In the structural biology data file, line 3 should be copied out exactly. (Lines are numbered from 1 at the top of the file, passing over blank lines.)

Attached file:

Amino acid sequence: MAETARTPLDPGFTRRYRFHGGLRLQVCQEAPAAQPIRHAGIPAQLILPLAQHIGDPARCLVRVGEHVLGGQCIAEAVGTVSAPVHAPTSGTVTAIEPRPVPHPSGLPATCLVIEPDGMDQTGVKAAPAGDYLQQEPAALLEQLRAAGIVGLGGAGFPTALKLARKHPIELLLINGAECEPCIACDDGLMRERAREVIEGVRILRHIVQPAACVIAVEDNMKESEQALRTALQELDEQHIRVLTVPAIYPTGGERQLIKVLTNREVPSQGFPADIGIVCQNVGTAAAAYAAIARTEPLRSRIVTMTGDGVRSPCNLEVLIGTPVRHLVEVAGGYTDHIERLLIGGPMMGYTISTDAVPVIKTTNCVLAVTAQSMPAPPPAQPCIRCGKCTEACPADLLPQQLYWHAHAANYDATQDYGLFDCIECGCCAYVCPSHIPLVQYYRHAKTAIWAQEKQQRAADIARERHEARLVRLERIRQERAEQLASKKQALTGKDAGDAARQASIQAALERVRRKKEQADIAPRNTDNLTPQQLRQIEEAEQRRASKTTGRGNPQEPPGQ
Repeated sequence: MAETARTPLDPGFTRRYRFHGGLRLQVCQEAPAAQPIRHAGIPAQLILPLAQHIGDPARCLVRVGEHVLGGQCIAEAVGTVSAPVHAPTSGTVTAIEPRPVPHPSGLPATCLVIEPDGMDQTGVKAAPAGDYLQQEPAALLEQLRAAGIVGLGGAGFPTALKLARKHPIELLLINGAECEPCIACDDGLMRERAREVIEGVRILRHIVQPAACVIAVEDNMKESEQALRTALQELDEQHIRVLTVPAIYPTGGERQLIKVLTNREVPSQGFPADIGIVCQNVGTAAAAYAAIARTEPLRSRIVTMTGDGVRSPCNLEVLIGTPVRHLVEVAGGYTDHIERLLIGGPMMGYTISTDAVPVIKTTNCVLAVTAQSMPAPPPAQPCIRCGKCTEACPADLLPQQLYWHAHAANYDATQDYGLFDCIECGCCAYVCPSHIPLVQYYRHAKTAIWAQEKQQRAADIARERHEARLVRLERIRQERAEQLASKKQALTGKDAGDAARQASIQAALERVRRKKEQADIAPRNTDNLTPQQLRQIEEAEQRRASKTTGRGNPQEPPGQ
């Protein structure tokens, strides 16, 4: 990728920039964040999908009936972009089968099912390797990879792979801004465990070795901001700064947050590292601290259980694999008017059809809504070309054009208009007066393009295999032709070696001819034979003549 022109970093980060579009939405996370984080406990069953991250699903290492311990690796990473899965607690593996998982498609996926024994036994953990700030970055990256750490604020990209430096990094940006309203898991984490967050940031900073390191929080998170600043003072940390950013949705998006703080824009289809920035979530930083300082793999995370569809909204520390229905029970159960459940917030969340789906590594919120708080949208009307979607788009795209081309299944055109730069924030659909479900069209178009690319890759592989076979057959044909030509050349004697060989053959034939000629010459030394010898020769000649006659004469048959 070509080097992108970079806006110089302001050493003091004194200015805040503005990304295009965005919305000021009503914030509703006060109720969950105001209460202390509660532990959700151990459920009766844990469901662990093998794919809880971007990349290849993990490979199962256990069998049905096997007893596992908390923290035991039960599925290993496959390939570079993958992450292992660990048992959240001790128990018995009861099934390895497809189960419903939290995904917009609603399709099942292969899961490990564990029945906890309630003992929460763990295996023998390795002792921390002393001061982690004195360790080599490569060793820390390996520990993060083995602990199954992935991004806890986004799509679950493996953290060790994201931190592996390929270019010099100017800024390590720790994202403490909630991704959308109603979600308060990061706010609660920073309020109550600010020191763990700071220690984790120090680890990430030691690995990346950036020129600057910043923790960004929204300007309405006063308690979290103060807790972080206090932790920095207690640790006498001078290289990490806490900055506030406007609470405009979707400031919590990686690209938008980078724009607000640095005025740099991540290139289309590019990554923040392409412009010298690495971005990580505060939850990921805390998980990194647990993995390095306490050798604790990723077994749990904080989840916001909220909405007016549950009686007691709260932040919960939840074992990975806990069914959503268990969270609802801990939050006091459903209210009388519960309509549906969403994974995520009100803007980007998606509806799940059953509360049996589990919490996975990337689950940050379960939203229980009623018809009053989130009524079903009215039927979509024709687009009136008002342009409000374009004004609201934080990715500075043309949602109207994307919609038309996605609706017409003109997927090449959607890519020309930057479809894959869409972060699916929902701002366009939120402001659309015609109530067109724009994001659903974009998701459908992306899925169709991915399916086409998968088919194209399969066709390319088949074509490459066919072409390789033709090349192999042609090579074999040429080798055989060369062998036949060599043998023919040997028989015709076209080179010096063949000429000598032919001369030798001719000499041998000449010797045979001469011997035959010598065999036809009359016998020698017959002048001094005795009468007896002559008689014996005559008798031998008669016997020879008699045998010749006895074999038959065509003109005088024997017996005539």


């Protein structure tokens, strides 16, 4: 990728920039964040999908009936972009089968099912390797990879792979801004465990070795901001700064947050590292601290259980694999008017059809809504070309054009208009007066393009295999032709070696001819034979003549 022109970093980060579009939405996370984080406990069953991250699903290492311990690796990473899965607690593996998982498609996926024994036994953990700030970055990256750490604020990209430096990094940006309203898991984490967050940031900073390191929080998170600043003072940390950013949705998006703080824009289809920035979530930083300082793999995370569809909204520390229905029970159960459940917030969340789906590594919120708080949208009307979607788009795209081309299944055109730069924030659909479900069209178009690319890759592989076979057959044909030509050349004697060989053959034939000629010459030394010898020769000649006659004469048959 070509080097992108970079806006110089302001050493003091004194200015805040503005990304295009965005919305000021009503914030509703006060109720969950105001209460202390509660532990959700151990459920009766844990469901662990093998794919809880971007990349290849993990490979199962256990069998049905096997007893596992908390923290035991039960599925290993496959390939570079993958992450292992660990048992959240001790128990018995009861099934390895497809189960419903939290995904917009609603399709099942292969899961490990564990029945906890309630003992929460763990295996023998390795002792921390002393001061982690004195360790080599490569060793820390390996520990993060083995602990199954992935991004806890986004799509679950493996953290060790994201931190592996390929270019010099100017800024390590720790994202403490909630991704959308109603979600308060990061706010609660920073309020109550600010020191763990700071220690984790120090680890990430030691690995990346950036020129600057910043923790960004929204300007309405006063308690979290103060807790972080206090932790920095207690640790006498001078290289990490806490900055506030406007609470405009979707400031919590990686690209938008980078724009607000640095005025740099991540290139289309590019990554923040392409412009010298690495971005990580505060939850990921805390998980990194647990993995390095306490050798604790990723077994749990904080989840916001909220909405007016549950009686007691709260932040919960939840074992990975806990069914959503268990969270609802801990939050006091459903209210009388519960309509549906969403994974995520009100803007980007998606509806799940059953509360049996589990919490996975990337689950940050379960939203229980009623018809009053989130009524079903009215039927979509024709687009009136008002342009409000374009004004609201934080990715500075043309949602109207994307919609038309996605609706017409003109997927090449959607890519020309930057479809894959869409972060699916929902701002366009939120402001659309015609109530067109724009994001659903974009998701459908992306899925169709991915399916086409998968088919194209399969066709390319088949074509490459066919072409390789033709090349192999042609090579074999040429080798055989060369062998036949060599043998023919040997028989015709076209080179010096063949000429000598032919001369030798001719000499041998000449010797045979001469011997035959010598065999036809009359016998020698017959002048001094005795009468007896002559008689014996005559008798031998008669016997020879008699045998010749006895074999038959065509003109005088024997017996005539």